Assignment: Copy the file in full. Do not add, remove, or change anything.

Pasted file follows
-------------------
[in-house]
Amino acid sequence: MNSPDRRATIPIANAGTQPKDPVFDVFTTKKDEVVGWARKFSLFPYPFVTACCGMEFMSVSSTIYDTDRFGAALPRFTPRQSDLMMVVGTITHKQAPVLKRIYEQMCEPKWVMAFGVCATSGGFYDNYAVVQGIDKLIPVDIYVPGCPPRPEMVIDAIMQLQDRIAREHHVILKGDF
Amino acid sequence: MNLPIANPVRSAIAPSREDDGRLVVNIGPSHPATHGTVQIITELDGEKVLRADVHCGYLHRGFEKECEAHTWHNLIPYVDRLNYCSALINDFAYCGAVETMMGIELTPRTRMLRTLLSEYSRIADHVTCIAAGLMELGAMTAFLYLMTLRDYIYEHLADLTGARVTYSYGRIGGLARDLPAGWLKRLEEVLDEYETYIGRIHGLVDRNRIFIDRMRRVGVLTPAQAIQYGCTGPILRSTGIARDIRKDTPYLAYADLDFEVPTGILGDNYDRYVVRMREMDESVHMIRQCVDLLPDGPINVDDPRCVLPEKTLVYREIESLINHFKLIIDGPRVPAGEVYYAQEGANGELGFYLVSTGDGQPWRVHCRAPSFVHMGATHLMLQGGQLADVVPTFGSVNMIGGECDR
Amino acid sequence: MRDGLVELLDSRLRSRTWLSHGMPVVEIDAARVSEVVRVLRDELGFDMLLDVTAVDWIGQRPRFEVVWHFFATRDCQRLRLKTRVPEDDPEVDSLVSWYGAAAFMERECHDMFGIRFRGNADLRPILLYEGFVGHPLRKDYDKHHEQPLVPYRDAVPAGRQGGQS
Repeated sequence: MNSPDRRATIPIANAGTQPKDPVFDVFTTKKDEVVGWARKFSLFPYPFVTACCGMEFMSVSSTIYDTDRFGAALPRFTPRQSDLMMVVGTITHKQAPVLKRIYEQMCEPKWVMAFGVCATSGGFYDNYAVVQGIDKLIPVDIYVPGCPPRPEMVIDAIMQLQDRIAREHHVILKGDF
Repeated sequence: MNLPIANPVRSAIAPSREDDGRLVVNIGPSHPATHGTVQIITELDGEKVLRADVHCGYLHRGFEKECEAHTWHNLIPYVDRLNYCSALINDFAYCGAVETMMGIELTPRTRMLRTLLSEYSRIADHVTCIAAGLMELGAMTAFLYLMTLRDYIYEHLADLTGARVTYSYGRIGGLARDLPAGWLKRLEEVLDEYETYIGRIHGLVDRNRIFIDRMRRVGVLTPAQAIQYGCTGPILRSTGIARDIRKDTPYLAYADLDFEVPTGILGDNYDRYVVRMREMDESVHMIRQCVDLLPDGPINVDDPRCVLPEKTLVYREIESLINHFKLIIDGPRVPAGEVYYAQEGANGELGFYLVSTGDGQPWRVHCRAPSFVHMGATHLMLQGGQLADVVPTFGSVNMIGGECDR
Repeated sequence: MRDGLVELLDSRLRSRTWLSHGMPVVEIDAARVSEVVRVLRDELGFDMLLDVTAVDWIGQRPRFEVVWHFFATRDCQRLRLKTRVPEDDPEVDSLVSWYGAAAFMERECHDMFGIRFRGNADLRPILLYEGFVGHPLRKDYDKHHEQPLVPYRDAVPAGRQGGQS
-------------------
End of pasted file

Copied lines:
[in-house]
Amino acid sequence: MNSPDRRATIPIANAGTQPKDPVFDVFTTKKDEVVGWARKFSLFPYPFVTACCGMEFMSVSSTIYDTDRFGAALPRFTPRQSDLMMVVGTITHKQAPVLKRIYEQMCEPKWVMAFGVCATSGGFYDNYAVVQGIDKLIPVDIYVPGCPPRPEMVIDAIMQLQDRIAREHHVILKGDF
Amino acid sequence: MNLPIANPVRSAIAPSREDDGRLVVNIGPSHPATHGTVQIITELDGEKVLRADVHCGYLHRGFEKECEAHTWHNLIPYVDRLNYCSALINDFAYCGAVETMMGIELTPRTRMLRTLLSEYSRIADHVTCIAAGLMELGAMTAFLYLMTLRDYIYEHLADLTGARVTYSYGRIGGLARDLPAGWLKRLEEVLDEYETYIGRIHGLVDRNRIFIDRMRRVGVLTPAQAIQYGCTGPILRSTGIARDIRKDTPYLAYADLDFEVPTGILGDNYDRYVVRMREMDESVHMIRQCVDLLPDGPINVDDPRCVLPEKTLVYREIESLINHFKLIIDGPRVPAGEVYYAQEGANGELGFYLVSTGDGQPWRVHCRAPSFVHMGATHLMLQGGQLADVVPTFGSVNMIGGECDR
Amino acid sequence: MRDGLVELLDSRLRSRTWLSHGMPVVEIDAARVSEVVRVLRDELGFDMLLDVTAVDWIGQRPRFEVVWHFFATRDCQRLRLKTRVPEDDPEVDSLVSWYGAAAFMERECHDMFGIRFRGNADLRPILLYEGFVGHPLRKDYDKHHEQPLVPYRDAVPAGRQGGQS
Repeated sequence: MNSPDRRATIPIANAGTQPKDPVFDVFTTKKDEVVGWARKFSLFPYPFVTACCGMEFMSVSSTIYDTDRFGAALPRFTPRQSDLMMVVGTITHKQAPVLKRIYEQMCEPKWVMAFGVCATSGGFYDNYAVVQGIDKLIPVDIYVPGCPPRPEMVIDAIMQLQDRIAREHHVILKGDF
Repeated sequence: MNLPIANPVRSAIAPSREDDGRLVVNIGPSHPATHGTVQIITELDGEKVLRADVHCGYLHRGFEKECEAHTWHNLIPYVDRLNYCSALINDFAYCGAVETMMGIELTPRTRMLRTLLSEYSRIADHVTCIAAGLMELGAMTAFLYLMTLRDYIYEHLADLTGARVTYSYGRIGGLARDLPAGWLKRLEEVLDEYETYIGRIHGLVDRNRIFIDRMRRVGVLTPAQAIQYGCTGPILRSTGIARDIRKDTPYLAYADLDFEVPTGILGDNYDRYVVRMREMDESVHMIRQCVDLLPDGPINVDDPRCVLPEKTLVYREIESLINHFKLIIDGPRVPAGEVYYAQEGANGELGFYLVSTGDGQPWRVHCRAPSFVHMGATHLMLQGGQLADVVPTFGSVNMIGGECDR
Repeated sequence: MRDGLVELLDSRLRSRTWLSHGMPVVEIDAARVSEVVRVLRDELGFDMLLDVTAVDWIGQRPRFEVVWHFFATRDCQRLRLKTRVPEDDPEVDSLVSWYGAAAFMERECHDMFGIRFRGNADLRPILLYEGFVGHPLRKDYDKHHEQPLVPYRDAVPAGRQGGQS